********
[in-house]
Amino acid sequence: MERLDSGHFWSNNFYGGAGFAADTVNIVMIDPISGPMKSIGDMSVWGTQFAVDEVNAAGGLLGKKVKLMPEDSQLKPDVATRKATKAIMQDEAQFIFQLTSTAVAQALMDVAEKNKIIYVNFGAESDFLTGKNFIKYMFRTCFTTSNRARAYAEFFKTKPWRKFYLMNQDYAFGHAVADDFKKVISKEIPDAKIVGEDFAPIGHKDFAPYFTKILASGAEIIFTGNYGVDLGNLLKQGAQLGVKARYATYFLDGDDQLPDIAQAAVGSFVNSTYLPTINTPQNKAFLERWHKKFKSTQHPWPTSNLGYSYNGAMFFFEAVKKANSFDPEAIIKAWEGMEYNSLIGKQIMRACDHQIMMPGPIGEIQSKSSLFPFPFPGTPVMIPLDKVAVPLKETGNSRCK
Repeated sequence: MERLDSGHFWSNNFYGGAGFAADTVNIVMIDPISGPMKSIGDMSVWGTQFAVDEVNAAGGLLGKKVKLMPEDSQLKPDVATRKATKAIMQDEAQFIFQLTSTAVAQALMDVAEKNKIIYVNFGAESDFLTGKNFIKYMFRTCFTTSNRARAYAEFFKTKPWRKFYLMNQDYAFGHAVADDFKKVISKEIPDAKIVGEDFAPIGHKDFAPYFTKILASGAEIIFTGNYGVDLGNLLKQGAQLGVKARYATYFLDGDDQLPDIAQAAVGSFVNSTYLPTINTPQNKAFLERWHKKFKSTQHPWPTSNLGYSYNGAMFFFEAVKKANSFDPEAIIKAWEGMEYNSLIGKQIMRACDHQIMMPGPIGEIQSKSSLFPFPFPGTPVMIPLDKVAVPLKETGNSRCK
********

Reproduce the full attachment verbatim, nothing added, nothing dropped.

[in-house]
Amino acid sequence: MERLDSGHFWSNNFYGGAGFAADTVNIVMIDPISGPMKSIGDMSVWGTQFAVDEVNAAGGLLGKKVKLMPEDSQLKPDVATRKATKAIMQDEAQFIFQLTSTAVAQALMDVAEKNKIIYVNFGAESDFLTGKNFIKYMFRTCFTTSNRARAYAEFFKTKPWRKFYLMNQDYAFGHAVADDFKKVISKEIPDAKIVGEDFAPIGHKDFAPYFTKILASGAEIIFTGNYGVDLGNLLKQGAQLGVKARYATYFLDGDDQLPDIAQAAVGSFVNSTYLPTINTPQNKAFLERWHKKFKSTQHPWPTSNLGYSYNGAMFFFEAVKKANSFDPEAIIKAWEGMEYNSLIGKQIMRACDHQIMMPGPIGEIQSKSSLFPFPFPGTPVMIPLDKVAVPLKETGNSRCK
Repeated sequence: MERLDSGHFWSNNFYGGAGFAADTVNIVMIDPISGPMKSIGDMSVWGTQFAVDEVNAAGGLLGKKVKLMPEDSQLKPDVATRKATKAIMQDEAQFIFQLTSTAVAQALMDVAEKNKIIYVNFGAESDFLTGKNFIKYMFRTCFTTSNRARAYAEFFKTKPWRKFYLMNQDYAFGHAVADDFKKVISKEIPDAKIVGEDFAPIGHKDFAPYFTKILASGAEIIFTGNYGVDLGNLLKQGAQLGVKARYATYFLDGDDQLPDIAQAAVGSFVNSTYLPTINTPQNKAFLERWHKKFKSTQHPWPTSNLGYSYNGAMFFFEAVKKANSFDPEAIIKAWEGMEYNSLIGKQIMRACDHQIMMPGPIGEIQSKSSLFPFPFPGTPVMIPLDKVAVPLKETGNSRCK